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Sri Venkateswara Veterinary University, Tirupati


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  • ThesisItemOpen Access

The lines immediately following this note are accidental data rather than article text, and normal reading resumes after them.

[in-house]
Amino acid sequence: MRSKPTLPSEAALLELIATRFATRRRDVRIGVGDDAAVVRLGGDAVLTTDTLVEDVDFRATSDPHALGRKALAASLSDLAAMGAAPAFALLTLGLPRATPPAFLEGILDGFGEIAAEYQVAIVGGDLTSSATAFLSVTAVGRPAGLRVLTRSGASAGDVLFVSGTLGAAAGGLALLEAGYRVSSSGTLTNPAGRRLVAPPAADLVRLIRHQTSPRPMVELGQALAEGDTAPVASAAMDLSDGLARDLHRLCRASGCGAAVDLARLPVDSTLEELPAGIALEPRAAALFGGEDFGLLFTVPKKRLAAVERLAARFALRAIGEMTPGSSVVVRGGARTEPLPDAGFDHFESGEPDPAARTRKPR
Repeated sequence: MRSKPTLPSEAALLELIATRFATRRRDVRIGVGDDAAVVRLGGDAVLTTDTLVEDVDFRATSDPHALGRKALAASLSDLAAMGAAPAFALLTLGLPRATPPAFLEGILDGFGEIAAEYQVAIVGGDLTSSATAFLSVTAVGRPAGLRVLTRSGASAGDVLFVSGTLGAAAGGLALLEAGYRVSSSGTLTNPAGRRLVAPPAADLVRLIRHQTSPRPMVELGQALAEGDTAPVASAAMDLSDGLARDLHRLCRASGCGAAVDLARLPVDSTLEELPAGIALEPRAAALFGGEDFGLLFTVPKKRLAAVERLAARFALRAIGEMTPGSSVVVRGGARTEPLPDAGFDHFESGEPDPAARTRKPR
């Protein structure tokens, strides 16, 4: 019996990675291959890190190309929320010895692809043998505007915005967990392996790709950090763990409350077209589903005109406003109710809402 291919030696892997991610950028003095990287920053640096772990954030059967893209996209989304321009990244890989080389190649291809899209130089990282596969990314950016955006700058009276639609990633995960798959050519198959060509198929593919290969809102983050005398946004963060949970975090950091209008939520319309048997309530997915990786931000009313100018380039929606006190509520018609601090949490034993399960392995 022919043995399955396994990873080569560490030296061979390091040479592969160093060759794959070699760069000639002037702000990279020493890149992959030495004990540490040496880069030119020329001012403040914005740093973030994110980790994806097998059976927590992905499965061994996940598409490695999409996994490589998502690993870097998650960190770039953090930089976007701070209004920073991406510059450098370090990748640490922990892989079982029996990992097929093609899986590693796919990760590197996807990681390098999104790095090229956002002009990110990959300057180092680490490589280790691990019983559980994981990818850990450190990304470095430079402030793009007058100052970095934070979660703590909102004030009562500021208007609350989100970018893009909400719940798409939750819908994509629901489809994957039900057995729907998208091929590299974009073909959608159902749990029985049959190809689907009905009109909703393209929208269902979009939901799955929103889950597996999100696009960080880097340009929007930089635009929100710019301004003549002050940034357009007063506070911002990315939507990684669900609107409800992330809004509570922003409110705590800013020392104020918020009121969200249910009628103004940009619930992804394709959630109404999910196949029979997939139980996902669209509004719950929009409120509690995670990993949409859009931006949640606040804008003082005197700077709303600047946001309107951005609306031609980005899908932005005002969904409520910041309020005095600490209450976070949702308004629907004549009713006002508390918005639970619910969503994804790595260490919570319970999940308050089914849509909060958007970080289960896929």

ABSTRACT : Respiratory diseases have emerged as a great challenge to our poultry industry. A group of respiratory diseases, often called as Respiratory Disease Complex which produces closely resembling symptoms, mixed infections of respiratory system with multiple etiologies are contributing to the complexity in the proper diagnosis and differentiation of respiratory diseases. Infectious coryza is a respiratory disease of chickens caused by the bacterium, Avibacterium paragallinarum primarily affecting upper respiratory tract including the involvement of nasal passages, infra orbital sinus and paranasal sinuses. This disease is recognised as the cause of significant loss to the poultry industry all over the world including India. During the present study, we came across with six outbreaks of infectious coryza; three of them were in commercial chicken, two from native Azeel chicken and one from emu. The birds were showing signs of acute upper respiratory tract infections like coughing, sneezing, nasal discharge, facial oedema, oedema of wattle and comb, lacrimation and conjunctivitis. Anorexia and prominent infra orbital sinus swelling were observed. Post mortem examination revealed inflammation of upper respiratory tract and sinuses, copious amount of mucus in infra orbital and paranasal sinuses. Infra orbital sinus swabs were collected from acutely infected birds and nasal swabs were collected from birds at chronic stage of disease. Infra orbital sinus swabs collected from acutely infected birds were used for the cultural examination on blood agar which gave typical dew drop, mucoid or rough colony morphology of Avibacterium paragallinarum. Out of total 74 infra orbital sinus swabs inoculated, 27 (36.4%) gave isolates of Avibacterium paragallinarum but it was found very difficult to isolate the bacterium due to lack of special media with costly ingredients. All the 27 isolates obtained in the cultural examination were tested for antibiotic sensitivity with 14 different antibiotics which is commonly used in poultry industry. The isolates showed varying sensitivity to antibiotics used in the test with maximum sensitivity towards Doxycycline (92.5%), Chloramphenicol (85.1%) and Gentamicin (81.4%). For preventing the economic losses associated with the disease, an early, accurate and rapid diagnosis is essential. The conventional method of diagnosis of infectious coryza is based on clinical signs, cultural examination and demonstration of satellitic colonies and further biochemical characterisation. This method is difficult and demanding for laboratories operating with limited resources in developing countries like India. Many factors like simultaneous occurrence of combined infections, occurrence of NAD- independent strains, overgrowth of vigorously growing bacteria, etc make this conventional method of diagnosis unattractive. Polymerase Chain Reaction is a rapid and highly sensitive diagnostic technique which can substitute conventional cultural examination. The PCR was standardised for the diagnosis of infectious coryza by using Infectious Coryza Killed Vaccine, Ventri Biologicals, Pune as source of DNA of Avibacterium paragallinarum. The results of PCR analysis showed 71 positives (69.6%) for infectious coryza out of total 102 samples tested. Out of 74 infra orbital sinus swabs tested, 60 were positive (81.1%) and 11 nasal swabs (39.2%) out of 28 tested had given positive results for infectious coryza. Samples collected from birds at acute stage of disease and samples collected before treatment with antibiotics were given better results on PCR. PCR was found to be more sensitive than cultural examination for the diagnosis of infectious coryza. The epidemiological data regarding infectious coryza was collected for the last five years (from January, 2008 to September, 2012) from Regional Disease Diagnostic Laboratories of Srinivasa Hatcheries Private Limited operating at coastal districts of Andhra Pradesh. In the past five years, 848 infectious coryza outbreaks were recorded from south coastal districts of Andhra Pradesh. The disease was found to be highly endemic in Guntur district when compared to other districts and most frequently reported from farms operating on a small scale with an average flock size of 20,000 where no proper biosecurity, cleanliness, disinfection and vaccination were followed. Maximum numbers of cases were reported in the year 2012 including an epidemic in Guntur district. There was no seasonal variation observed in the occurrence of infectious coryza in south coastal districts of Andhra Pradesh. The poultry industry in Andhra Pradesh must adopt strict biosecurity measures and vaccination to prevent the disease which produces huge losses.